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Feature #15281

Speed up Set#intersect with size check.

Added by RGBD (Oleg Zubchenko) 17 days ago. Updated 14 days ago.

Status:
Open
Priority:
Normal
Target version:
-
[ruby-core:89696]

Description

Current implementation computes set intersection s1 & s2 in O(s2.size) time.
It can be reduced to O([s1.size, s2.size].min) time.

Additional speedup comes from using #each instead of #do_with_enum.

See files attached for benchmarks.

Pull Request

P.S. using benchmark-ips gem

intersect.rb (1.91 KB) intersect.rb RGBD (Oleg Zubchenko), 11/03/2018 12:57 PM
intersect_standalone.rb (671 Bytes) intersect_standalone.rb RGBD (Oleg Zubchenko), 11/03/2018 12:58 PM
benchmark_results.txt (3.68 KB) benchmark_results.txt RGBD (Oleg Zubchenko), 11/03/2018 01:19 PM

History

#1 Updated by RGBD (Oleg Zubchenko) 17 days ago

  • Description updated (diff)

#2 Updated by RGBD (Oleg Zubchenko) 17 days ago

  • Description updated (diff)

#4 [ruby-core:89697] Updated by marcandre (Marc-Andre Lafortune) 17 days ago

Thanks for the patch.

Sadly, I don't think we can do that as Sets are ordered. That optimization would change the order of the resulting Set in some cases.

#5 [ruby-core:89699] Updated by RGBD (Oleg Zubchenko) 17 days ago

marcandre (Marc-Andre Lafortune) wrote:

Thanks for the patch.

Sadly, I don't think we can do that as Sets are ordered. That optimization would change the order of the resulting Set in some cases.

Where in the documentation can I read that?

this says order is uncertain. I thought it means noone should make assumptions about it.
Top of the page states:

Set implements a collection of unordered values with no duplicates. This is a hybrid of Array's intuitive inter-operation facilities and Hash's fast lookup.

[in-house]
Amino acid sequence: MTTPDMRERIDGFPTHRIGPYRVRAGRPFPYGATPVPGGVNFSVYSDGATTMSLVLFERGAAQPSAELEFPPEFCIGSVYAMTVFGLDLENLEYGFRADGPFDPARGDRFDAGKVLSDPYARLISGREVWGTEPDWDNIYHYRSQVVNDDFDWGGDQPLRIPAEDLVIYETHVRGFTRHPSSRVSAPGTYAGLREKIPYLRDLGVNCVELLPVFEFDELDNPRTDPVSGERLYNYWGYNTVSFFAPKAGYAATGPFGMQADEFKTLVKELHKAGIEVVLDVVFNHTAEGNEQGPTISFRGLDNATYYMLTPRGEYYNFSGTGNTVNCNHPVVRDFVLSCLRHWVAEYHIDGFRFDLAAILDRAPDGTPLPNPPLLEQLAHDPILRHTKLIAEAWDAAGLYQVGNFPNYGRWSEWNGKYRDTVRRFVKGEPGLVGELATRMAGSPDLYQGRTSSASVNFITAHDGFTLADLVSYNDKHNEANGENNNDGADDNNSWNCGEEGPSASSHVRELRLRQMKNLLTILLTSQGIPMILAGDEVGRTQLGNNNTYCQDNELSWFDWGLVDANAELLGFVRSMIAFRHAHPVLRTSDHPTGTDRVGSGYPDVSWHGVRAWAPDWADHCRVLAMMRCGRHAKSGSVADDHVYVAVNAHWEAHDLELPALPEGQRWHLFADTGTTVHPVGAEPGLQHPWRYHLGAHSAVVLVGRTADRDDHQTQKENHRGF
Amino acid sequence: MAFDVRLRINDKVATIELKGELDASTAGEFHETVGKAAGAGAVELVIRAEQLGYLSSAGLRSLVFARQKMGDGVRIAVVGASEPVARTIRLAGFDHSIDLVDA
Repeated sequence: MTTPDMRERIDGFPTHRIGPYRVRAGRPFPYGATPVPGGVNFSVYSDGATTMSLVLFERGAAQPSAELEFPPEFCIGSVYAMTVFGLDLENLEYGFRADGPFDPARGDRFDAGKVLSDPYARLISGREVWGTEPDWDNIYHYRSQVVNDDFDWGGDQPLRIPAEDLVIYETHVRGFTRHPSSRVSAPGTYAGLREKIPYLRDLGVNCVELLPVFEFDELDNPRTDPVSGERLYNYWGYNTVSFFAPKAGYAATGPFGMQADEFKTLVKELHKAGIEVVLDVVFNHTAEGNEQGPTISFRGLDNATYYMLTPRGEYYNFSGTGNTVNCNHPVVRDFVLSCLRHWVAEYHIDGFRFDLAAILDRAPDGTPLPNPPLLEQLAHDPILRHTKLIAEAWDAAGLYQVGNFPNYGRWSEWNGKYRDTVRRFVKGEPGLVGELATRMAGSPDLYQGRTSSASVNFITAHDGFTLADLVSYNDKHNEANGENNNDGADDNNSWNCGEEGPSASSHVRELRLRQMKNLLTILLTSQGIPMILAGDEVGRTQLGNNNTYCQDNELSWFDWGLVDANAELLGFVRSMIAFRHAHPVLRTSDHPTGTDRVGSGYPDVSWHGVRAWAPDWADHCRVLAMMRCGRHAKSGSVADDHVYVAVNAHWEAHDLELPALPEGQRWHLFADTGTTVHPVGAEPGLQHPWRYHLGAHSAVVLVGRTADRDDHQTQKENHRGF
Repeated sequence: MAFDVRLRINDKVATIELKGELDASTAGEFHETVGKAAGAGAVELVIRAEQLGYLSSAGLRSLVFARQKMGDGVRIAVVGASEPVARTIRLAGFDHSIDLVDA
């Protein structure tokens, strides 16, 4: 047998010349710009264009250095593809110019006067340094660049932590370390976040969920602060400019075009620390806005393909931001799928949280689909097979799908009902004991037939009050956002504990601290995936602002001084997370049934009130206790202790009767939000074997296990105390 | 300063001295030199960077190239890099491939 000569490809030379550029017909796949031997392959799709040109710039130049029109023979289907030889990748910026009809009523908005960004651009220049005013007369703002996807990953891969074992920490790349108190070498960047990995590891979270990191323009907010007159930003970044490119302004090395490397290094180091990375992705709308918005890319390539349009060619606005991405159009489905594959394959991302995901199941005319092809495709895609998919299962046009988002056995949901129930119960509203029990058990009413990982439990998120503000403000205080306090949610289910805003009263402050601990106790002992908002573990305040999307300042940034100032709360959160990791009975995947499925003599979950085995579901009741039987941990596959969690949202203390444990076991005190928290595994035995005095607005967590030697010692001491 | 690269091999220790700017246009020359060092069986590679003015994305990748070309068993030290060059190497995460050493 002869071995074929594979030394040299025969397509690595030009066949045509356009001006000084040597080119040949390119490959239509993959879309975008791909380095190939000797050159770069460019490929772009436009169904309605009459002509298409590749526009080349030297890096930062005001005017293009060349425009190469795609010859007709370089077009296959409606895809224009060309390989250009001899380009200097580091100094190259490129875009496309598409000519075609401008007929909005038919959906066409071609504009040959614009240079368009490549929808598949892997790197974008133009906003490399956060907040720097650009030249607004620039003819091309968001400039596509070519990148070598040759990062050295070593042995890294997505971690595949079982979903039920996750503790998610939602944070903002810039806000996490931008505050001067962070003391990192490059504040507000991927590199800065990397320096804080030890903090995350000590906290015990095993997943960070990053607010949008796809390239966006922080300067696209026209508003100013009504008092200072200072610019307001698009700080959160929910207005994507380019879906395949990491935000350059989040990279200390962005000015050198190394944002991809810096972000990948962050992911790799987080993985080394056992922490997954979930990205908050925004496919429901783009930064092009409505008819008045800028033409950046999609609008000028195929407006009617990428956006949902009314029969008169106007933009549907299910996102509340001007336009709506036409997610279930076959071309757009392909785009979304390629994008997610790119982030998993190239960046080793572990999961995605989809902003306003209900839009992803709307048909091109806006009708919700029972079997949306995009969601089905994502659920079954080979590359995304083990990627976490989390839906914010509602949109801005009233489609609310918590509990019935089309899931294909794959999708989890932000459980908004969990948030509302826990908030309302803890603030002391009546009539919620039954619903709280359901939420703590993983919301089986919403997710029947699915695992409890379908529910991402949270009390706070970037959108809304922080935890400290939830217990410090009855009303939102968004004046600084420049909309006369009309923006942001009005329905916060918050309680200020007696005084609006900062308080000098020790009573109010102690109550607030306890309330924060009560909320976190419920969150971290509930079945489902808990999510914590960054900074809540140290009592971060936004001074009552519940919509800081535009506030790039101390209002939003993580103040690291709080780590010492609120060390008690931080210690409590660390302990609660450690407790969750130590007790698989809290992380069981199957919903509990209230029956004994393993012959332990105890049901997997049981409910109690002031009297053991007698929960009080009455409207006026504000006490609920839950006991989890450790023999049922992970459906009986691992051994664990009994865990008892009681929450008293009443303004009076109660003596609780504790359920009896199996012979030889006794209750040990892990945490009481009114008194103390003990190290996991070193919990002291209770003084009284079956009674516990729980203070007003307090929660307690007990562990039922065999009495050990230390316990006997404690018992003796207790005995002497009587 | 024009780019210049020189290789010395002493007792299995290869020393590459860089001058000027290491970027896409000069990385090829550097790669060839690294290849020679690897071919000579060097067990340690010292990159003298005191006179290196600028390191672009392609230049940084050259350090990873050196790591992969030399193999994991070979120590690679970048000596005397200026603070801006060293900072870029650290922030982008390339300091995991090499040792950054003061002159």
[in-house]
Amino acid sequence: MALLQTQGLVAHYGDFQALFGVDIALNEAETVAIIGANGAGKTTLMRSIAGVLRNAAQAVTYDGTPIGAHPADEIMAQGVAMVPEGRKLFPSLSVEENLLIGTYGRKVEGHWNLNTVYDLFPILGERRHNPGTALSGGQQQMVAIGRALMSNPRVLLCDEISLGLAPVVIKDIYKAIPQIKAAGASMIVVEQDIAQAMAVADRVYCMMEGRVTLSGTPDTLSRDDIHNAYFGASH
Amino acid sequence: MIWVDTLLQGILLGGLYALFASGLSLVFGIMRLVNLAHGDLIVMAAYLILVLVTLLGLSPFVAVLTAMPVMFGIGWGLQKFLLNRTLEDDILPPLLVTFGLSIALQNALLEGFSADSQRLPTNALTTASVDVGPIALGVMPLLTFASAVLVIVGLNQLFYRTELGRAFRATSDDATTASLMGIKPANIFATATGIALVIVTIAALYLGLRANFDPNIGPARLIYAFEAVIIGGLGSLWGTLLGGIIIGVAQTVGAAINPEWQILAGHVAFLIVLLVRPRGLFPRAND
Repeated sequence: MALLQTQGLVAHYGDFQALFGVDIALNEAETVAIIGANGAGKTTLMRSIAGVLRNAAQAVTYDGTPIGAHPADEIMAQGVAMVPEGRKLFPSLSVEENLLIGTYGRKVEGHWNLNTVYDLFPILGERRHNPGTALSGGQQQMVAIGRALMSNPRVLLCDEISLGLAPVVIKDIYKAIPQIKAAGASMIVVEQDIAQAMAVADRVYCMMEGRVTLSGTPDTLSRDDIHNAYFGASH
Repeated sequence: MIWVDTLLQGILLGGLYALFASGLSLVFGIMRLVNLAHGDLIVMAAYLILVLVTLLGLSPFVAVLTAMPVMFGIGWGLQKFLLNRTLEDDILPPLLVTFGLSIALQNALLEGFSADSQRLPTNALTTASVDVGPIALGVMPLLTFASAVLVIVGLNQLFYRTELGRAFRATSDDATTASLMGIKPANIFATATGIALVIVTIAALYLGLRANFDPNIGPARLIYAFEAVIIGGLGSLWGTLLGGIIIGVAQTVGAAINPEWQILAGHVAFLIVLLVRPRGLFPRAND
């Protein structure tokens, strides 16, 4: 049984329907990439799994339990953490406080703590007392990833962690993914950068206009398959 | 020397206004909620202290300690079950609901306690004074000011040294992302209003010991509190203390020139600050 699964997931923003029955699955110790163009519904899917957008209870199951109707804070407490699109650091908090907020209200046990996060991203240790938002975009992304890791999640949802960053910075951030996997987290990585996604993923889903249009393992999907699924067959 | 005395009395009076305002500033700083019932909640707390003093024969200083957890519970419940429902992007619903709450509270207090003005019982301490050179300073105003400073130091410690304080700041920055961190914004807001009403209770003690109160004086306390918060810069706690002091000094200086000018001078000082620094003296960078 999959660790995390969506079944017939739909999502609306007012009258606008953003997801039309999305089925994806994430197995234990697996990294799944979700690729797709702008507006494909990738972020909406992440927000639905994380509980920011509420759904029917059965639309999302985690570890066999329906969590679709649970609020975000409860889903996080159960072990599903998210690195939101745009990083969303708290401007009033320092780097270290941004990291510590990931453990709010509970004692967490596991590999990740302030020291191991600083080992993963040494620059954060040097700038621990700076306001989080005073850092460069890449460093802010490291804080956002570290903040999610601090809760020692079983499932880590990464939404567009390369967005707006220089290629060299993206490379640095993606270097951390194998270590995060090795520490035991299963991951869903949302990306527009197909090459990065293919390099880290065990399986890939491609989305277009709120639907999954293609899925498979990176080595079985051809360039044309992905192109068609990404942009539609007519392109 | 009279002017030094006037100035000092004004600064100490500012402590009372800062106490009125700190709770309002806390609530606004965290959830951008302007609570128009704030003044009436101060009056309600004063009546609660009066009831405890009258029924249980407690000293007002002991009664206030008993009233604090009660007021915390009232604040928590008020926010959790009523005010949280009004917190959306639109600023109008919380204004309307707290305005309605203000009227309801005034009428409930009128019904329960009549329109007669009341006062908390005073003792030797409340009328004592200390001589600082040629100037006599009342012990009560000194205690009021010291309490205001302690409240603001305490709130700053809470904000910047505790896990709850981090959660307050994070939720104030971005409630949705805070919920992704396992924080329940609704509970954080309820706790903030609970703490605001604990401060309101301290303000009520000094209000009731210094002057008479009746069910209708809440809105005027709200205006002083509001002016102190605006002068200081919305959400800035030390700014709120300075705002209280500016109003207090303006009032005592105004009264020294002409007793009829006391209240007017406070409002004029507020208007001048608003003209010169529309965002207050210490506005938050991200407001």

#6 [ruby-core:89700] Updated by marcandre (Marc-Andre Lafortune) 17 days ago

  • Assignee set to matz (Yukihiro Matsumoto)

RGBD (Oleg Zubchenko) wrote:

Set implements a collection of unordered values with no duplicates. This is a hybrid of Array's intuitive inter-operation facilities and Hash's fast lookup.

Good point.

Note that this documentation is 15 years old and predates Hash being ordered.

I'd be enclined to say that Set should be officially ordered, even if "mathematically" speaking that doesn't make sense. I'm assigning this to Matz.

#7 [ruby-core:89704] Updated by duerst (Martin Dürst) 17 days ago

marcandre (Marc-Andre Lafortune) wrote:

I'd be enclined to say that Set should be officially ordered, even if "mathematically" speaking that doesn't make sense. I'm assigning this to Matz.

I'd be inclined to say that Set should be officially UNordered, because they are mathematically unordered.

#8 [ruby-core:89733] Updated by ahorek (Pavel Rosický) 14 days ago

we can do that as Sets are ordered

IMO if they are, it's an implementation detail that you shouldn't rely on. Also there's more room to optimize unordered sets.

if you need an ordered (or indexed?) set, it should be a subclass that implements this behaviour on the top of the generic unordered set. Something like https://ruby-doc.org/stdlib-2.5.3/libdoc/set/rdoc/SortedSet.html

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